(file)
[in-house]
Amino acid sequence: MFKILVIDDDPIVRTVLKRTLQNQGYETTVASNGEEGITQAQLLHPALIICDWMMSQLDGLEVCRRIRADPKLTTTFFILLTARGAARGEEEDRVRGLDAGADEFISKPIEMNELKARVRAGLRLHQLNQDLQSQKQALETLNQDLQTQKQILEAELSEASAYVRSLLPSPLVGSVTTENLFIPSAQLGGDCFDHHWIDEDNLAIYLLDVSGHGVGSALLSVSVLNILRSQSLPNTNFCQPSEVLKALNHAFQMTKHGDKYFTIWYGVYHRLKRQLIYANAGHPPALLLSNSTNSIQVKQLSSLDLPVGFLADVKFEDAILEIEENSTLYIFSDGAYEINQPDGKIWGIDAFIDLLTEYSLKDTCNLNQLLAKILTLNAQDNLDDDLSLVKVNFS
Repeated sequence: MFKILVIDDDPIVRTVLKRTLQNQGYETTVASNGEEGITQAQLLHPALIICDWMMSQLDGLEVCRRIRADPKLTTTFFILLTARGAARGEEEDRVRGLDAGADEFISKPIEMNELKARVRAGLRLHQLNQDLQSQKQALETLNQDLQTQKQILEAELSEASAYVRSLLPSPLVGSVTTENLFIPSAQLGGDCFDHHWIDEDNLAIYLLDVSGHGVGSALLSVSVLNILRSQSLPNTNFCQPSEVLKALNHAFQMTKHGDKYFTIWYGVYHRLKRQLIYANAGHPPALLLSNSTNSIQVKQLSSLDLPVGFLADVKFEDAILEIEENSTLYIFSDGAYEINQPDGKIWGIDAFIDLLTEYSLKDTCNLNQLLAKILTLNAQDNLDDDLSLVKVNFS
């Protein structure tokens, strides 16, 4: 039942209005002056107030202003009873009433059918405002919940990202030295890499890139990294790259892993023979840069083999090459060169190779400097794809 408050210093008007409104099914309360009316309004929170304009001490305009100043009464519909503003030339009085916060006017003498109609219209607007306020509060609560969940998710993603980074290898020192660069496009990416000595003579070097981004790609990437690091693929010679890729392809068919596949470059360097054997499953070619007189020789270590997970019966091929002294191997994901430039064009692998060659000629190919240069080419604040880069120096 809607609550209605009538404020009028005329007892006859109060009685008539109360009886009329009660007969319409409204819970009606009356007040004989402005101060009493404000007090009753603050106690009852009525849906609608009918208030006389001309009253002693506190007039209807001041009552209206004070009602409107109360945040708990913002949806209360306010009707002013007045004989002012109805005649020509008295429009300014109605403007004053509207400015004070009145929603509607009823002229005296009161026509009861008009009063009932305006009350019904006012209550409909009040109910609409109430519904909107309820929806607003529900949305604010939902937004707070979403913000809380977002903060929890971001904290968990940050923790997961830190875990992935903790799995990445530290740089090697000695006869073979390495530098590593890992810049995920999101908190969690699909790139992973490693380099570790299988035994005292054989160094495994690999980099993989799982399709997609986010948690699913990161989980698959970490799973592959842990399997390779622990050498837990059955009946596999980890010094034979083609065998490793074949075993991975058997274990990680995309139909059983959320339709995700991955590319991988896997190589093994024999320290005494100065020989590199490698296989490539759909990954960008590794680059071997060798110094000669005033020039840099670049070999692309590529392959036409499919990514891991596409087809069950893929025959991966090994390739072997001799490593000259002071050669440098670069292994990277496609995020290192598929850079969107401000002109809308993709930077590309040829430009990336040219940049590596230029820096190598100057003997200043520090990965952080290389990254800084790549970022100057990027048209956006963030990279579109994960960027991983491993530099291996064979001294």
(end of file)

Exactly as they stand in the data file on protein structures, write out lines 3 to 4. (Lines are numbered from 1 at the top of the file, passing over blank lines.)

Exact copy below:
Repeated sequence: MFKILVIDDDPIVRTVLKRTLQNQGYETTVASNGEEGITQAQLLHPALIICDWMMSQLDGLEVCRRIRADPKLTTTFFILLTARGAARGEEEDRVRGLDAGADEFISKPIEMNELKARVRAGLRLHQLNQDLQSQKQALETLNQDLQTQKQILEAELSEASAYVRSLLPSPLVGSVTTENLFIPSAQLGGDCFDHHWIDEDNLAIYLLDVSGHGVGSALLSVSVLNILRSQSLPNTNFCQPSEVLKALNHAFQMTKHGDKYFTIWYGVYHRLKRQLIYANAGHPPALLLSNSTNSIQVKQLSSLDLPVGFLADVKFEDAILEIEENSTLYIFSDGAYEINQPDGKIWGIDAFIDLLTEYSLKDTCNLNQLLAKILTLNAQDNLDDDLSLVKVNFS
């Protein structure tokens, strides 16, 4: 039942209005002056107030202003009873009433059918405002919940990202030295890499890139990294790259892993023979840069083999090459060169190779400097794809 408050210093008007409104099914309360009316309004929170304009001490305009100043009464519909503003030339009085916060006017003498109609219209607007306020509060609560969940998710993603980074290898020192660069496009990416000595003579070097981004790609990437690091693929010679890729392809068919596949470059360097054997499953070619007189020789270590997970019966091929002294191997994901430039064009692998060659000629190919240069080419604040880069120096 809607609550209605009538404020009028005329007892006859109060009685008539109360009886009329009660007969319409409204819970009606009356007040004989402005101060009493404000007090009753603050106690009852009525849906609608009918208030006389001309009253002693506190007039209807001041009552209206004070009602409107109360945040708990913002949806209360306010009707002013007045004989002012109805005649020509008295429009300014109605403007004053509207400015004070009145929603509607009823002229005296009161026509009861008009009063009932305006009350019904006012209550409909009040109910609409109430519904909107309820929806607003529900949305604010939902937004707070979403913000809380977002903060929890971001904290968990940050923790997961830190875990992935903790799995990445530290740089090697000695006869073979390495530098590593890992810049995920999101908190969690699909790139992973490693380099570790299988035994005292054989160094495994690999980099993989799982399709997609986010948690699913990161989980698959970490799973592959842990399997390779622990050498837990059955009946596999980890010094034979083609065998490793074949075993991975058997274990990680995309139909059983959320339709995700991955590319991988896997190589093994024999320290005494100065020989590199490698296989490539759909990954960008590794680059071997060798110094000669005033020039840099670049070999692309590529392959036409499919990514891991596409087809069950893929025959991966090994390739072997001799490593000259002071050669440098670069292994990277496609995020290192598929850079969107401000002109809308993709930077590309040829430009990336040219940049590596230029820096190598100057003997200043520090990965952080290389990254800084790549970022100057990027048209956006963030990279579109994960960027991983491993530099291996064979001294």